Despite real reason for optimism, we cannot take conservation gains for granted. Audubon is committed to helping the new Administration and Congress to live up to their great promise; and to make conservation, clean energy and green jobs part of America's path to a brighter tomorrow.
Through our local chapters, state offices and national grass roots efforts, Audubon will join with others in the environmental community to ensure that our newly elected leaders lead the way on issues vital to our environment, our economy and diversity of life on Earth."
NATIONAL AUDUBON SOCIETY(sample recommendations continued)
President Obama should start by appointing to key environmental positions within his Administration qualified leaders who will defend our clean air and water, protect habitat and endangered species, aggressively address global warming, and steward our great natural heritage for future generations.
The Department of the Interior should systematically review and reverse decisions made by the past Administration under the Endangered Species Act that were influenced by political considerations and not based on sound science.
President Obama should send a clear signal to everyone in his administration to restore and respect scientific integrity in all environmental decisions.
Global Warming and Renewable Energy
President Obama has said that: "We cannot afford more of the same timid politics when the future of our planet is at stake." He's right. We welcome the opportunity to help him deliver his promised $150 billion plan for clean energy technologies that would protect our environment and stimulate the economy, creating up to 5 million new green jobs.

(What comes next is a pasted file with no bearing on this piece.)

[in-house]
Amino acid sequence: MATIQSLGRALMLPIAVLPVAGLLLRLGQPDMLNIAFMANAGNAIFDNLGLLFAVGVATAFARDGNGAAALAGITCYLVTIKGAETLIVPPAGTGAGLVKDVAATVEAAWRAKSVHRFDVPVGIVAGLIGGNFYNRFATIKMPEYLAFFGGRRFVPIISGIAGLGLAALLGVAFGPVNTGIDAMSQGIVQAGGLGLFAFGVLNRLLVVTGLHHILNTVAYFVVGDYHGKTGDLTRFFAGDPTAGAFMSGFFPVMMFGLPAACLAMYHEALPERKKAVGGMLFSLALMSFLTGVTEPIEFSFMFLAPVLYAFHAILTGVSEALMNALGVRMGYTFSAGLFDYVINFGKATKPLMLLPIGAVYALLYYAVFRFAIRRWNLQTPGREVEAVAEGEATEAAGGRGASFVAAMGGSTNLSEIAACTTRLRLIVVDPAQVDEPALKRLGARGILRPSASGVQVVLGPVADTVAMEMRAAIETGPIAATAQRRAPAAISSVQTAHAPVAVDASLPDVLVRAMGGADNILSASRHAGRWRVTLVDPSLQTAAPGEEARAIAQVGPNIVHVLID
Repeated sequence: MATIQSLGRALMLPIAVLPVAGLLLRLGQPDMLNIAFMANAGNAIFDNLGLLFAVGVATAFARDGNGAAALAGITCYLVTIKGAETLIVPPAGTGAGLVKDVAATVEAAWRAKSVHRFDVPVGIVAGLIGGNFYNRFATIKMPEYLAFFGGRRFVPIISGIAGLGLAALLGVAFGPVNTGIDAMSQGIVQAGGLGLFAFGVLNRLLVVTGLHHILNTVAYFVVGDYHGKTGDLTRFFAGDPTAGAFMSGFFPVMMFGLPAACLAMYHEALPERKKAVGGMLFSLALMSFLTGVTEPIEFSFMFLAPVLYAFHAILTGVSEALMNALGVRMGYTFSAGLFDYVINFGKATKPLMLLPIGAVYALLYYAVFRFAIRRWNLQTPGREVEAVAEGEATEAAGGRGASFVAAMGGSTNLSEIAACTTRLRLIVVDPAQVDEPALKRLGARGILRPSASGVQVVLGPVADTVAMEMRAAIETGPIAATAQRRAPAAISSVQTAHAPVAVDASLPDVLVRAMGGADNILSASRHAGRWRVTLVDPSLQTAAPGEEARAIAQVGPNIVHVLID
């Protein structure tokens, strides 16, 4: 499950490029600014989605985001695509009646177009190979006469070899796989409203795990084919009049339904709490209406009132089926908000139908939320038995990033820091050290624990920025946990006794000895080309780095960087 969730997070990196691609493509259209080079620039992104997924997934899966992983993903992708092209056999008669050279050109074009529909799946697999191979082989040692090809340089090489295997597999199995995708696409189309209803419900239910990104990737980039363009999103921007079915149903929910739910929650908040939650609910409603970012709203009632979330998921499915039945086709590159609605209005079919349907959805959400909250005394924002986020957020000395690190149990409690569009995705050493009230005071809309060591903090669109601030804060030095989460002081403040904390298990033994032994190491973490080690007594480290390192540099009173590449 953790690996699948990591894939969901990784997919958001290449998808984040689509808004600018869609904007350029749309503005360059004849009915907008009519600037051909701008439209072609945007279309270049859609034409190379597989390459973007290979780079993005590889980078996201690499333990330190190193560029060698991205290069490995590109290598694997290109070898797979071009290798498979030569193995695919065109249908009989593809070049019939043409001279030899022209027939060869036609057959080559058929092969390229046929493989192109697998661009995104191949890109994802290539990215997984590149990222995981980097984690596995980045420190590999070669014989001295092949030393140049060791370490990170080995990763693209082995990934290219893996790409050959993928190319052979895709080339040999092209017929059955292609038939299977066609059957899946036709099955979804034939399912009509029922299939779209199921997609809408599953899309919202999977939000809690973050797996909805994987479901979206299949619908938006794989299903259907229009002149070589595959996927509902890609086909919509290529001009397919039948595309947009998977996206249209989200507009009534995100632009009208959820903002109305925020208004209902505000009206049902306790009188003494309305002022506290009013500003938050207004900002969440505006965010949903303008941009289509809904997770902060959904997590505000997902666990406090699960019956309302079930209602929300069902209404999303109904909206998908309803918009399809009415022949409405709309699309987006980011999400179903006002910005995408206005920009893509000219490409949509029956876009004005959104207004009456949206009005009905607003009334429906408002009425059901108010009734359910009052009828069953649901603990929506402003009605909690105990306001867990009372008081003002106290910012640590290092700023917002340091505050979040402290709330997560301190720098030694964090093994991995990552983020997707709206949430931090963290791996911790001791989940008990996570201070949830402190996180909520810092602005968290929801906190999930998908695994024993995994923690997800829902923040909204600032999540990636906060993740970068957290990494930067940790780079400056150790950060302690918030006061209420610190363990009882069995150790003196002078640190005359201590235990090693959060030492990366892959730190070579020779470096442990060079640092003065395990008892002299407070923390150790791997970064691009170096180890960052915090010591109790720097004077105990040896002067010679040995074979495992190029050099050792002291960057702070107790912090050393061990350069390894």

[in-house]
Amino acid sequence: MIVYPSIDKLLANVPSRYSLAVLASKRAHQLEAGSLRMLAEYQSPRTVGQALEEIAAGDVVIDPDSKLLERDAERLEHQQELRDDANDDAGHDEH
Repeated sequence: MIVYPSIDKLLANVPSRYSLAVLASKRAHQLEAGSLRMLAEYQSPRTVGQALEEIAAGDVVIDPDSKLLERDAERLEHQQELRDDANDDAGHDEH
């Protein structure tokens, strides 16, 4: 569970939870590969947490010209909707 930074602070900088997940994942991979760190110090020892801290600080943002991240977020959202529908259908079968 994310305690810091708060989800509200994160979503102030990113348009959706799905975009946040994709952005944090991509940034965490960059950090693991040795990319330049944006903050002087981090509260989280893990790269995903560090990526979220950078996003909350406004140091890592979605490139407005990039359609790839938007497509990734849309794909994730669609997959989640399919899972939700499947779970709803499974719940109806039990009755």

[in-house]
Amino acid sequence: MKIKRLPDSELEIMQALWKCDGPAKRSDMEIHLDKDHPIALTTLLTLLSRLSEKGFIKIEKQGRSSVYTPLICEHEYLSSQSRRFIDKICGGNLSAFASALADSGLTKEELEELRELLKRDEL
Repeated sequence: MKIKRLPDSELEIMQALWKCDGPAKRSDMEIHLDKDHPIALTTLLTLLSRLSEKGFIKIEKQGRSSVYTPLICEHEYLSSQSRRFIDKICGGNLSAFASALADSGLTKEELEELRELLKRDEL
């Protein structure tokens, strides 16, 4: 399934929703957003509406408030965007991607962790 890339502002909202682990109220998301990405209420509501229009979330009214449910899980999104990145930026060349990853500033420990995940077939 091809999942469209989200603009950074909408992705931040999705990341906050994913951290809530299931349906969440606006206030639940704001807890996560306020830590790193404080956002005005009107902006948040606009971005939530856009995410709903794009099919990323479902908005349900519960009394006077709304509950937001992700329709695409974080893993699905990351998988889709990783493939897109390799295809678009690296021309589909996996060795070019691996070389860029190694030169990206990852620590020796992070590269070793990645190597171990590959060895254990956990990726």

The Congress should pass legislation providing significant incentives for development of renewable energy such as a strong Renewables Portfolio Standard and a long-term extension of the Production Tax Credit, and pass significant legislation to address global warming with a comprehensive cap-and-trade program.
The new Administration and Congress must lead a transformation in American energy production and use through investments in energy efficiency and clean energy technologies. This can minimize the fluctuation of gas prices while protecting our beaches, coastal ecosystems and the Alaskan landscape from the threats of oil and gas drilling.
Endangered Species Conservation
We'll work with the Administration to secure reversal of the Bush administration's weakening of the Endangered Species Act, such as the controversial decision to allow agencies to self-consult regarding the impacts of federally-approved projects on endangered species.
Congress should pass new tax incentives to encourage private landowners to work toward recovery of endangered species.
Bird and Habitat Conservation
The Administration and the Congress should reinvest in the National Wildlife Refuge System and address the unacceptable $3.5 billion maintenance backlog crippling this critical tool for conservation.
The Congress should pass legislation to conserve neotropical migratory birds and address the steep declines in America's common birds that are disappearing from parks, farms, and backyards across the country.
The Administration and the Congress should fund significant new restoration projects to improve the status of America's great natural ecosystems: The Mississippi River, the Everglades, Long Island Sound, and the Great Lakes.